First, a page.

Coincidentally, with the approval of a bill by the Knesset that would require a two-thirds majority vote to divide the sovereignty of Jerusalem, French President Emmanuel Macron, in his meeting with Prime Minister Benjamin Netanyahu, had the chutzpah to call for Israel to share it’s capital, Jerusalem, with the Palestinians (“PM: Israel won’t tolerate Iran bases in Lebanon, Syria,” July 17).

With so many Jews leaving France and the vast influx there of Muslims, really, President Macron, wouldn’t it be politically correct to share your capital with the Muslims?

LEONARD KAHN
Zichron Ya’acov

Rescuing Hadassah


I read with interest David M. Weinberg’s spirited defense of efforts by Hadassah Medical Organization director-general Prof. Zeev Rotstein to save the organization from its economic woes (“Rescuing Hadassah,” Know Comment, July 14). Nevertheless, this does not explain Rotstein’s obstinate opposition to the departing physicians finding a home in a new pediatric oncology department at Shaare Zedek Medical Center.

In this, Rotstein received the backing of both the Health Ministry and the High Court of Justice, yet it would not have cost Hadassah any money since Shaare Zedek was prepared to foot the entire bill, and Rotstein would have been free to continue with his economic recovery program.

The gracious and generous thing would have been for Rotstein to wish the departing physicians well in whatever employment they found. Sadly, his actions sent the message that if he can’t have them, neither can Shaare Zedek.

How this conforms to Rotstein’s motto “The patient at the center” I have difficulty understanding. Perhaps Mr. Weinberg can explain it to me.

DAVID WILK
Ma’aleh Adumim

As the father of a little boy who lost his life at age 12 to leukemia, I am deeply disturbed by the bitter dispute between the doctors and the management of the Hadassah Medical Organization.

I have nevertheless been extraordinarily blessed by having found Judaism late in my life, and have to this day embraced it for its compassion and caring, in particular for our children. To see, therefore, the lack of caring for the real victims – the children – in this high-stakes struggle at Hadassah makes me immensely sad. It brings to mind the beautiful words by the composer De Victoria in his “Reproaches,” when God calls out to the Jews:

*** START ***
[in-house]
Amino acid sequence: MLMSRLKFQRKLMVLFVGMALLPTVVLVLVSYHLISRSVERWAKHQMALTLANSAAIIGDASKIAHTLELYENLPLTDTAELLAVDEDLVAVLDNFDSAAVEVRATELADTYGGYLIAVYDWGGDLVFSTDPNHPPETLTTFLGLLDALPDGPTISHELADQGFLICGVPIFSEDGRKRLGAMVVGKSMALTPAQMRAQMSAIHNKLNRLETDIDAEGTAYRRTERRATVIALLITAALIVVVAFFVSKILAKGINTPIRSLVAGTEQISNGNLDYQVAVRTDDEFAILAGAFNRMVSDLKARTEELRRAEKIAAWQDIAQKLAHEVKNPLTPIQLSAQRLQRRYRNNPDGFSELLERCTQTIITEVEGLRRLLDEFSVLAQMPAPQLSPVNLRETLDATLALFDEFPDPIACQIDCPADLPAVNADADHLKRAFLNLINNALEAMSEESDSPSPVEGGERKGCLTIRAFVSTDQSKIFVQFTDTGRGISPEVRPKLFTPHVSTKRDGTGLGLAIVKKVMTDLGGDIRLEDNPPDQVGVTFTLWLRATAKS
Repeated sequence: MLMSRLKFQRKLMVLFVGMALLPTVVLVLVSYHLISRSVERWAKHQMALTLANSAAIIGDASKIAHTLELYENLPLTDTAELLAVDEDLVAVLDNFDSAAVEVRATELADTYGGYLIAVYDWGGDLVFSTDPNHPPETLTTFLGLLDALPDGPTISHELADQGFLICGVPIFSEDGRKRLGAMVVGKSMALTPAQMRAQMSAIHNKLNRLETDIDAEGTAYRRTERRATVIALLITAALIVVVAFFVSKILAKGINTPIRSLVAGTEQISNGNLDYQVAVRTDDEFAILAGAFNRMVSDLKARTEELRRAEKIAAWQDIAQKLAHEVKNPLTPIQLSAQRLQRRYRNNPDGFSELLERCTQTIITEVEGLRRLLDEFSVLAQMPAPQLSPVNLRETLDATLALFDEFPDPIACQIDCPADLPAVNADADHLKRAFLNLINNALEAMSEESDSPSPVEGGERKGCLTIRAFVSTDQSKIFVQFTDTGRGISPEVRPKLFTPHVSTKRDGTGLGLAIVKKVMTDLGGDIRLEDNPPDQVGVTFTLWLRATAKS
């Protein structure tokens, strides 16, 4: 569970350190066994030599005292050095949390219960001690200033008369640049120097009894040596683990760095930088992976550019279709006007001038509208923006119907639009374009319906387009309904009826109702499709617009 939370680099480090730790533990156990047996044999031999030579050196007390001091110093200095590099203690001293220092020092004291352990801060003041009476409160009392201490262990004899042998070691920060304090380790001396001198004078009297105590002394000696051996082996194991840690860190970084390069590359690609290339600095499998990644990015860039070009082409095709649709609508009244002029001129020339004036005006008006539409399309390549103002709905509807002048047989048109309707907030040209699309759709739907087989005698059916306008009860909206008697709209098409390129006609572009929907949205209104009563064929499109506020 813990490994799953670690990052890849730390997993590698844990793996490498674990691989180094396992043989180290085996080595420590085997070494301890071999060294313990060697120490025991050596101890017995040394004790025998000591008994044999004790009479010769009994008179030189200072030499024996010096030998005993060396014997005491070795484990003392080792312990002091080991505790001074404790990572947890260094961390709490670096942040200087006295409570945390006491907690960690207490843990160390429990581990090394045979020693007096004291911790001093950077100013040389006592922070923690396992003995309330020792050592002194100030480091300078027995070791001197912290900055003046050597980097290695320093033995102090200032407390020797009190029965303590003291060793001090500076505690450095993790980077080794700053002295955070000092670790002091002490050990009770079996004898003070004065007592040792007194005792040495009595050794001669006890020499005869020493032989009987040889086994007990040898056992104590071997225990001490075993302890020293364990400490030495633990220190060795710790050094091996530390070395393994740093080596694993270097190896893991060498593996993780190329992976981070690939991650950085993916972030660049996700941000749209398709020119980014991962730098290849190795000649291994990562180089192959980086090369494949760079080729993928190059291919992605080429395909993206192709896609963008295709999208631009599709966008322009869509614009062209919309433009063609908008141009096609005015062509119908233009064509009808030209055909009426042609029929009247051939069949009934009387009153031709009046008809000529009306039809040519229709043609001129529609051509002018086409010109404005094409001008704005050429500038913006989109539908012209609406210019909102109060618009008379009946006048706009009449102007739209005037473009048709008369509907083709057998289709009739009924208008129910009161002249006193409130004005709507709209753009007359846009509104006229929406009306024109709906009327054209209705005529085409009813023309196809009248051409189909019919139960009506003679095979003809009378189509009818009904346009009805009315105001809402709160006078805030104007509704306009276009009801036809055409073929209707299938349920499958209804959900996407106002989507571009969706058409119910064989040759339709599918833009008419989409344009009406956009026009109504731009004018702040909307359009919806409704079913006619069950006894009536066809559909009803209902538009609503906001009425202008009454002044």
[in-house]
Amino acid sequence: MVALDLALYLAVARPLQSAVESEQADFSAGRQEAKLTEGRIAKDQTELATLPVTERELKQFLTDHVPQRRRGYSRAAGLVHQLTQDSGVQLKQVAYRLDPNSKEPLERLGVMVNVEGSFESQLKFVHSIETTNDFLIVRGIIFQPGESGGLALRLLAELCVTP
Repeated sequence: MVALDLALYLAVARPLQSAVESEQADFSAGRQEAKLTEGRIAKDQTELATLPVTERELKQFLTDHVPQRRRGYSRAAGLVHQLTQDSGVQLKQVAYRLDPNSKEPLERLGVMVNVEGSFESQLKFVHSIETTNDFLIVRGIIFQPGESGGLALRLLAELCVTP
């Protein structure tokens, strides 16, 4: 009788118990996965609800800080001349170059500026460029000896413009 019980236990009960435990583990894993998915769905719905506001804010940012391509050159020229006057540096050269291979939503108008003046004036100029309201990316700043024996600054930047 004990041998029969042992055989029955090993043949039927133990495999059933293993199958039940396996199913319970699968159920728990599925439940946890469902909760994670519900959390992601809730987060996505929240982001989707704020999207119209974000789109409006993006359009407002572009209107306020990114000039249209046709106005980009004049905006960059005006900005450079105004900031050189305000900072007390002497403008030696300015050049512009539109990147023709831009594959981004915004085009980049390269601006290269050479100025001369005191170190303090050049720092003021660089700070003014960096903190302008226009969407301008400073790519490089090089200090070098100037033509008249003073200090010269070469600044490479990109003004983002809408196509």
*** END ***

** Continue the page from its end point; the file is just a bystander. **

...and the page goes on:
O, my people, what have I done to you?
Or wherein have I grieved you? Answer Me.

FRANK J. VAN BERS
Kfar Saba


Lack of balance


The Media Comment column of July 6 (“Yes, the press is not objective”) triggered a letter I have been meaning to write for some time, for I have noticed that the very lack of objectivity that Eli Pollak and Yisrael Medad describe has been apparent in news items in the paper that serves as their host: The Jerusalem Post.

To give but a few examples, attorney Itamar Ben-Gvir is described as being a “right-wing radical” who “represents the right of the Right on the Israeli political dial” (“Israel’s alt-right ramps up the pressure on Trump,” June 1). And Honenu, a group of lawyers representing accused settlers, is called a “right-wing group” (“6 Israeli Jews charged with nationalistic attacks, terror against Israeli-Arabs,” April 24).

On the other hand, attorney Leah Tsemel, whose sole area of practice seems to be defending Palestinian terrorists (as is her and their right, just as it is the right of Honenu and settlers to defend and be defended), is described merely as a “top lawyer for Palestinians” (“More terrorism charges added against manager of World Vision Gaza,” January 13). And Jeff Halper, an advocate for the Palestinian right of return and as far to the leftside of the spectrum as you can be without actually falling off, is merely called a “left-wing activist” (“Israeli left-wing activist claims to have been detained over BDS activity,” March 14).

In the Post, apparently there are no extremes on the Left.

Double standards have no place in a respectable and generally balanced newspaper such as yours.

LOUIS GARB
Jerusalem